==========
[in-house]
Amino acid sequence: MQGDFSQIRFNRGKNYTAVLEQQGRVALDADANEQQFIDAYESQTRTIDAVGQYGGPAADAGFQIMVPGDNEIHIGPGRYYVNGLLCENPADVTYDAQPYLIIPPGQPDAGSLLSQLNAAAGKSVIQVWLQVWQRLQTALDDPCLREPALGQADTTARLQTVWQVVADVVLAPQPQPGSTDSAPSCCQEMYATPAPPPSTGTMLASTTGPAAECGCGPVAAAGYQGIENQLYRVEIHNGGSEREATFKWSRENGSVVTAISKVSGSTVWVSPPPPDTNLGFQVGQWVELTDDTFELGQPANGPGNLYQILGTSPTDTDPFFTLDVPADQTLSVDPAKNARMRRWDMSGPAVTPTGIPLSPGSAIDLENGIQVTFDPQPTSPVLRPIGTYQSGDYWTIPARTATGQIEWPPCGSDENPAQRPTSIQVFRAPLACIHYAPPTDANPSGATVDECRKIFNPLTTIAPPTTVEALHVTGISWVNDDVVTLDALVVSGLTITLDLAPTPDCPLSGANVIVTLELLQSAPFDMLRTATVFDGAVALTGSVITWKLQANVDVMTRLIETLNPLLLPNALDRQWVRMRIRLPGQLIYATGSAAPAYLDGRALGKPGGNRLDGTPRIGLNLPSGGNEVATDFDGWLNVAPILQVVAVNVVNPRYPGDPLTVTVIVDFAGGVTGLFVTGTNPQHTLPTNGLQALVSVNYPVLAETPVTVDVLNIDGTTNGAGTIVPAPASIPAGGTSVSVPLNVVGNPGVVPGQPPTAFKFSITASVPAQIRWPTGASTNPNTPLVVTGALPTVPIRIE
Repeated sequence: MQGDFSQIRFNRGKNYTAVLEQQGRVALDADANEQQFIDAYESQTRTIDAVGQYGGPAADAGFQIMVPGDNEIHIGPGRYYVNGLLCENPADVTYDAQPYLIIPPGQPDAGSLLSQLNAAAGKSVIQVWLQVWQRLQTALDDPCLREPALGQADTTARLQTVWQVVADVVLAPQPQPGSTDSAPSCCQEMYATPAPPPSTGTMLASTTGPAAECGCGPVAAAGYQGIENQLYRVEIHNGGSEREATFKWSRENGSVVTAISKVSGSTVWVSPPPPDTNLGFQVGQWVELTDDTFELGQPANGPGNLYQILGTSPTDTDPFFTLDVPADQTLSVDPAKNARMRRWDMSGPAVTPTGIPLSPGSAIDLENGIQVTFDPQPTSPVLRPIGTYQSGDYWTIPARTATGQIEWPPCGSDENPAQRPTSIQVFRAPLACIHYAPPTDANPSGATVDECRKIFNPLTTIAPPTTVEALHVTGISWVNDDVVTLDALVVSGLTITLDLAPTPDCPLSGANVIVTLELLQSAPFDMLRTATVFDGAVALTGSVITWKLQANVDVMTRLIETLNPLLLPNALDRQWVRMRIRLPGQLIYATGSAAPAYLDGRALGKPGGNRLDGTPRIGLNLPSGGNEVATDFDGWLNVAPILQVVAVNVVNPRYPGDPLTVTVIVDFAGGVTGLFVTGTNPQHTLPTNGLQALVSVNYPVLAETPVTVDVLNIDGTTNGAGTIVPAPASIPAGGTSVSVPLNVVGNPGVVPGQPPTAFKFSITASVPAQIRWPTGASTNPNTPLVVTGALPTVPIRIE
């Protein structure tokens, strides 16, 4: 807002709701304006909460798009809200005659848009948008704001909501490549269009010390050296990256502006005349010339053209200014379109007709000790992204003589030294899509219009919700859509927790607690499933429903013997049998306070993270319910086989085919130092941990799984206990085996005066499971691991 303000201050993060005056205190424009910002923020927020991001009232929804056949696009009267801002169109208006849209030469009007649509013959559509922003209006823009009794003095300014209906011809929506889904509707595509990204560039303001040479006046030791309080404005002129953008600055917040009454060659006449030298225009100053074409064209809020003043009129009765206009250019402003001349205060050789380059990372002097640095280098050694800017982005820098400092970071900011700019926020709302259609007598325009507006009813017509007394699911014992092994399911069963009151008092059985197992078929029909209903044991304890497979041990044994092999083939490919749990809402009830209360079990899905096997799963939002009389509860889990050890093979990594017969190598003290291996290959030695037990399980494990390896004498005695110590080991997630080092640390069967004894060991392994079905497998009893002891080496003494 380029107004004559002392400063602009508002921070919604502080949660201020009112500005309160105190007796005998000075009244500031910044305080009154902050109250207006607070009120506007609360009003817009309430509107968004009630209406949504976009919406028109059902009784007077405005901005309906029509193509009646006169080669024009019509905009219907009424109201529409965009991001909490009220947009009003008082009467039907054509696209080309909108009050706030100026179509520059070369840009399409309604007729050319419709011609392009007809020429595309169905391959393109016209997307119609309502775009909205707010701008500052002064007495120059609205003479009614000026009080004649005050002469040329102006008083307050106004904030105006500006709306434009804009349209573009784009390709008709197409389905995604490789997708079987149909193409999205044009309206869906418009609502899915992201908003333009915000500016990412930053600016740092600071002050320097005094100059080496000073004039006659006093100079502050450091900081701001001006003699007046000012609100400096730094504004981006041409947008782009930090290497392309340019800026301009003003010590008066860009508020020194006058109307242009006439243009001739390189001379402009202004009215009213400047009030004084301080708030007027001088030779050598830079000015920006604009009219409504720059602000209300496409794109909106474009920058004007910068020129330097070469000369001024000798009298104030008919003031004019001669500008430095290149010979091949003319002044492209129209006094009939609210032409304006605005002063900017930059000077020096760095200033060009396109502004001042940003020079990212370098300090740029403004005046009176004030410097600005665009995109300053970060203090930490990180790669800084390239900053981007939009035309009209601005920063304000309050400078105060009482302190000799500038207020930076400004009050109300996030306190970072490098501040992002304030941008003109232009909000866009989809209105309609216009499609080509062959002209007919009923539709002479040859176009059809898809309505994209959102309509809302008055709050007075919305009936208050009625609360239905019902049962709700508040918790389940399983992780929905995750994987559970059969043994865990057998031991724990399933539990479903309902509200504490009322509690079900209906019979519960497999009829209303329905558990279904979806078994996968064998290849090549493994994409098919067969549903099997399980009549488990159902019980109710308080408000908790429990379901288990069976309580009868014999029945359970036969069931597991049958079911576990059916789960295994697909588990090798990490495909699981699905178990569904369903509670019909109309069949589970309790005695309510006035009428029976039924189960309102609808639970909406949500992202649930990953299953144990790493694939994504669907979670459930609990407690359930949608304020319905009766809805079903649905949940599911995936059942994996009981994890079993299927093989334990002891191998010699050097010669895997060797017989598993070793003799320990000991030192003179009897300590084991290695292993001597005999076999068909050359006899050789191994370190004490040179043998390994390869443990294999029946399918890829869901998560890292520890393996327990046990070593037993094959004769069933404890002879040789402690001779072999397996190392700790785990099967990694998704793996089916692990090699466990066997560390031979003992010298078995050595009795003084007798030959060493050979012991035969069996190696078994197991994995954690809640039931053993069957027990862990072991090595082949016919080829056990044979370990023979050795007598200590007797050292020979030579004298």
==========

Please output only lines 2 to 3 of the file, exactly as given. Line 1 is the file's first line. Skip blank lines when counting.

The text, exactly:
Amino acid sequence: MQGDFSQIRFNRGKNYTAVLEQQGRVALDADANEQQFIDAYESQTRTIDAVGQYGGPAADAGFQIMVPGDNEIHIGPGRYYVNGLLCENPADVTYDAQPYLIIPPGQPDAGSLLSQLNAAAGKSVIQVWLQVWQRLQTALDDPCLREPALGQADTTARLQTVWQVVADVVLAPQPQPGSTDSAPSCCQEMYATPAPPPSTGTMLASTTGPAAECGCGPVAAAGYQGIENQLYRVEIHNGGSEREATFKWSRENGSVVTAISKVSGSTVWVSPPPPDTNLGFQVGQWVELTDDTFELGQPANGPGNLYQILGTSPTDTDPFFTLDVPADQTLSVDPAKNARMRRWDMSGPAVTPTGIPLSPGSAIDLENGIQVTFDPQPTSPVLRPIGTYQSGDYWTIPARTATGQIEWPPCGSDENPAQRPTSIQVFRAPLACIHYAPPTDANPSGATVDECRKIFNPLTTIAPPTTVEALHVTGISWVNDDVVTLDALVVSGLTITLDLAPTPDCPLSGANVIVTLELLQSAPFDMLRTATVFDGAVALTGSVITWKLQANVDVMTRLIETLNPLLLPNALDRQWVRMRIRLPGQLIYATGSAAPAYLDGRALGKPGGNRLDGTPRIGLNLPSGGNEVATDFDGWLNVAPILQVVAVNVVNPRYPGDPLTVTVIVDFAGGVTGLFVTGTNPQHTLPTNGLQALVSVNYPVLAETPVTVDVLNIDGTTNGAGTIVPAPASIPAGGTSVSVPLNVVGNPGVVPGQPPTAFKFSITASVPAQIRWPTGASTNPNTPLVVTGALPTVPIRIE
Repeated sequence: MQGDFSQIRFNRGKNYTAVLEQQGRVALDADANEQQFIDAYESQTRTIDAVGQYGGPAADAGFQIMVPGDNEIHIGPGRYYVNGLLCENPADVTYDAQPYLIIPPGQPDAGSLLSQLNAAAGKSVIQVWLQVWQRLQTALDDPCLREPALGQADTTARLQTVWQVVADVVLAPQPQPGSTDSAPSCCQEMYATPAPPPSTGTMLASTTGPAAECGCGPVAAAGYQGIENQLYRVEIHNGGSEREATFKWSRENGSVVTAISKVSGSTVWVSPPPPDTNLGFQVGQWVELTDDTFELGQPANGPGNLYQILGTSPTDTDPFFTLDVPADQTLSVDPAKNARMRRWDMSGPAVTPTGIPLSPGSAIDLENGIQVTFDPQPTSPVLRPIGTYQSGDYWTIPARTATGQIEWPPCGSDENPAQRPTSIQVFRAPLACIHYAPPTDANPSGATVDECRKIFNPLTTIAPPTTVEALHVTGISWVNDDVVTLDALVVSGLTITLDLAPTPDCPLSGANVIVTLELLQSAPFDMLRTATVFDGAVALTGSVITWKLQANVDVMTRLIETLNPLLLPNALDRQWVRMRIRLPGQLIYATGSAAPAYLDGRALGKPGGNRLDGTPRIGLNLPSGGNEVATDFDGWLNVAPILQVVAVNVVNPRYPGDPLTVTVIVDFAGGVTGLFVTGTNPQHTLPTNGLQALVSVNYPVLAETPVTVDVLNIDGTTNGAGTIVPAPASIPAGGTSVSVPLNVVGNPGVVPGQPPTAFKFSITASVPAQIRWPTGASTNPNTPLVVTGALPTVPIRIE